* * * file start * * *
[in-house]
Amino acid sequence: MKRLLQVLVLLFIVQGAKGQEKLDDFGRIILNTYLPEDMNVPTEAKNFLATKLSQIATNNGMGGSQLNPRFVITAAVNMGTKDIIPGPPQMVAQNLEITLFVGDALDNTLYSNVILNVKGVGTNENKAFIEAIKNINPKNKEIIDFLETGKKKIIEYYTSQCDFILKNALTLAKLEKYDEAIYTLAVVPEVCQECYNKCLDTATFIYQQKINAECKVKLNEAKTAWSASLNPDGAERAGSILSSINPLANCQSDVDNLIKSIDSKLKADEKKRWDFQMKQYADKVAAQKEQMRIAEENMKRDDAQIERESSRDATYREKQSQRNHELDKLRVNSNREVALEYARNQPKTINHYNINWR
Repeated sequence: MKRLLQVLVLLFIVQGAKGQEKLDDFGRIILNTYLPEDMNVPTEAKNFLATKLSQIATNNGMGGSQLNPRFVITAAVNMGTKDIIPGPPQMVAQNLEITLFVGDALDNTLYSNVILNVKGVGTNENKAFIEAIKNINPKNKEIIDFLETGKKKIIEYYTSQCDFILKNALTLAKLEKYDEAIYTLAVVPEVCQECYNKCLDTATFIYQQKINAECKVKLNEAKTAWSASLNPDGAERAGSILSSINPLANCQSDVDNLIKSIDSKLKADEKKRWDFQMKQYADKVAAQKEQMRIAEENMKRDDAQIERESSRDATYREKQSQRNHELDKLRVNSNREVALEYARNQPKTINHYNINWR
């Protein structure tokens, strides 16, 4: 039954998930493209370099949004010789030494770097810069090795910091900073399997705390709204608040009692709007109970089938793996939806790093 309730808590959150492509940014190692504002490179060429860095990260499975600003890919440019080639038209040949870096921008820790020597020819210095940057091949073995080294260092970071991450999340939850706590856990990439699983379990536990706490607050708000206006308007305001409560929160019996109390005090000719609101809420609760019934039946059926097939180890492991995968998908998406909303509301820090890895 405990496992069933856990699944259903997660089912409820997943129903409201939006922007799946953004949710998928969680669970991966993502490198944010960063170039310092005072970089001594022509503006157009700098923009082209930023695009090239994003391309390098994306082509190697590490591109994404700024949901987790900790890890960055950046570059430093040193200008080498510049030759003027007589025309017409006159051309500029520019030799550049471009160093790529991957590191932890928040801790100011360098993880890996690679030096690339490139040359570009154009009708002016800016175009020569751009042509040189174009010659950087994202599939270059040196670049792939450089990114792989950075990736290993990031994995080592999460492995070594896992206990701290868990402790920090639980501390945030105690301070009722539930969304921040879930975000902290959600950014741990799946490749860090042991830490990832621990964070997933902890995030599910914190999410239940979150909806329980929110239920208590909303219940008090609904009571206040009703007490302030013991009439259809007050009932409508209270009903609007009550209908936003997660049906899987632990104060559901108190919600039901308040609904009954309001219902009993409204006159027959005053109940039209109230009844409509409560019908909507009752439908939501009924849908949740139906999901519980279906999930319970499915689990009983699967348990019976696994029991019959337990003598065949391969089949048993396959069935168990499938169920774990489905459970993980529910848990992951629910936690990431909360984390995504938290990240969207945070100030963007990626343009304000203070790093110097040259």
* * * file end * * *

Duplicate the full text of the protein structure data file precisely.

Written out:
[in-house]
Amino acid sequence: MKRLLQVLVLLFIVQGAKGQEKLDDFGRIILNTYLPEDMNVPTEAKNFLATKLSQIATNNGMGGSQLNPRFVITAAVNMGTKDIIPGPPQMVAQNLEITLFVGDALDNTLYSNVILNVKGVGTNENKAFIEAIKNINPKNKEIIDFLETGKKKIIEYYTSQCDFILKNALTLAKLEKYDEAIYTLAVVPEVCQECYNKCLDTATFIYQQKINAECKVKLNEAKTAWSASLNPDGAERAGSILSSINPLANCQSDVDNLIKSIDSKLKADEKKRWDFQMKQYADKVAAQKEQMRIAEENMKRDDAQIERESSRDATYREKQSQRNHELDKLRVNSNREVALEYARNQPKTINHYNINWR
Repeated sequence: MKRLLQVLVLLFIVQGAKGQEKLDDFGRIILNTYLPEDMNVPTEAKNFLATKLSQIATNNGMGGSQLNPRFVITAAVNMGTKDIIPGPPQMVAQNLEITLFVGDALDNTLYSNVILNVKGVGTNENKAFIEAIKNINPKNKEIIDFLETGKKKIIEYYTSQCDFILKNALTLAKLEKYDEAIYTLAVVPEVCQECYNKCLDTATFIYQQKINAECKVKLNEAKTAWSASLNPDGAERAGSILSSINPLANCQSDVDNLIKSIDSKLKADEKKRWDFQMKQYADKVAAQKEQMRIAEENMKRDDAQIERESSRDATYREKQSQRNHELDKLRVNSNREVALEYARNQPKTINHYNINWR
């Protein structure tokens, strides 16, 4: 039954998930493209370099949004010789030494770097810069090795910091900073399997705390709204608040009692709007109970089938793996939806790093 309730808590959150492509940014190692504002490179060429860095990260499975600003890919440019080639038209040949870096921008820790020597020819210095940057091949073995080294260092970071991450999340939850706590856990990439699983379990536990706490607050708000206006308007305001409560929160019996109390005090000719609101809420609760019934039946059926097939180890492991995968998908998406909303509301820090890895 405990496992069933856990699944259903997660089912409820997943129903409201939006922007799946953004949710998928969680669970991966993502490198944010960063170039310092005072970089001594022509503006157009700098923009082209930023695009090239994003391309390098994306082509190697590490591109994404700024949901987790900790890890960055950046570059430093040193200008080498510049030759003027007589025309017409006159051309500029520019030799550049471009160093790529991957590191932890928040801790100011360098993880890996690679030096690339490139040359570009154009009708002016800016175009020569751009042509040189174009010659950087994202599939270059040196670049792939450089990114792989950075990736290993990031994995080592999460492995070594896992206990701290868990402790920090639980501390945030105690301070009722539930969304921040879930975000902290959600950014741990799946490749860090042991830490990832621990964070997933902890995030599910914190999410239940979150909806329980929110239920208590909303219940008090609904009571206040009703007490302030013991009439259809007050009932409508209270009903609007009550209908936003997660049906899987632990104060559901108190919600039901308040609904009954309001219902009993409204006159027959005053109940039209109230009844409509409560019908909507009752439908939501009924849908949740139906999901519980279906999930319970499915689990009983699967348990019976696994029991019959337990003598065949391969089949048993396959069935168990499938169920774990489905459970993980529910848990992951629910936690990431909360984390995504938290990240969207945070100030963007990626343009304000203070790093110097040259």